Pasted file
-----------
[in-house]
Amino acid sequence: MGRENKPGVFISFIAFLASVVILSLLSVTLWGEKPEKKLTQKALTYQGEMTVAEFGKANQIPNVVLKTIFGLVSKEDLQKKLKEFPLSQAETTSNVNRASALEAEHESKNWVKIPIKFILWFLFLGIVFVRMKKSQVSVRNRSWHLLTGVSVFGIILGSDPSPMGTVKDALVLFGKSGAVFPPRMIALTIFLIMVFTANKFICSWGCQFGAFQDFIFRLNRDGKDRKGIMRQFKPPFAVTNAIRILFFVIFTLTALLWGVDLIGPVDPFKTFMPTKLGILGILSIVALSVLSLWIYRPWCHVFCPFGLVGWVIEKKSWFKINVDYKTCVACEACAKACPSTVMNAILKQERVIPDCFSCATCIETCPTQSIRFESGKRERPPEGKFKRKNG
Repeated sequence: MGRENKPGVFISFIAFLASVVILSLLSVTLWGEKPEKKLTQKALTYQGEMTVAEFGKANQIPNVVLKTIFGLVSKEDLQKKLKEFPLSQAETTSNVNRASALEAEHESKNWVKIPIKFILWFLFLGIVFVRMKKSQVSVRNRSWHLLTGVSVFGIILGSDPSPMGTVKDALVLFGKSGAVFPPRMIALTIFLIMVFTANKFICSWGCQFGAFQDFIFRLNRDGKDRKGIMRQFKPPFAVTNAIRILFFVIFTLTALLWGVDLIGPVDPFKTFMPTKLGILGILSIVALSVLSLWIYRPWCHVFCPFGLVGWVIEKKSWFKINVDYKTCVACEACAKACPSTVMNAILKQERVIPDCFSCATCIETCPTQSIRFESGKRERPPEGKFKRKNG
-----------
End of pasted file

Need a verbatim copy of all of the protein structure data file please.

[in-house]
Amino acid sequence: MGRENKPGVFISFIAFLASVVILSLLSVTLWGEKPEKKLTQKALTYQGEMTVAEFGKANQIPNVVLKTIFGLVSKEDLQKKLKEFPLSQAETTSNVNRASALEAEHESKNWVKIPIKFILWFLFLGIVFVRMKKSQVSVRNRSWHLLTGVSVFGIILGSDPSPMGTVKDALVLFGKSGAVFPPRMIALTIFLIMVFTANKFICSWGCQFGAFQDFIFRLNRDGKDRKGIMRQFKPPFAVTNAIRILFFVIFTLTALLWGVDLIGPVDPFKTFMPTKLGILGILSIVALSVLSLWIYRPWCHVFCPFGLVGWVIEKKSWFKINVDYKTCVACEACAKACPSTVMNAILKQERVIPDCFSCATCIETCPTQSIRFESGKRERPPEGKFKRKNG
Repeated sequence: MGRENKPGVFISFIAFLASVVILSLLSVTLWGEKPEKKLTQKALTYQGEMTVAEFGKANQIPNVVLKTIFGLVSKEDLQKKLKEFPLSQAETTSNVNRASALEAEHESKNWVKIPIKFILWFLFLGIVFVRMKKSQVSVRNRSWHLLTGVSVFGIILGSDPSPMGTVKDALVLFGKSGAVFPPRMIALTIFLIMVFTANKFICSWGCQFGAFQDFIFRLNRDGKDRKGIMRQFKPPFAVTNAIRILFFVIFTLTALLWGVDLIGPVDPFKTFMPTKLGILGILSIVALSVLSLWIYRPWCHVFCPFGLVGWVIEKKSWFKINVDYKTCVACEACAKACPSTVMNAILKQERVIPDCFSCATCIETCPTQSIRFESGKRERPPEGKFKRKNG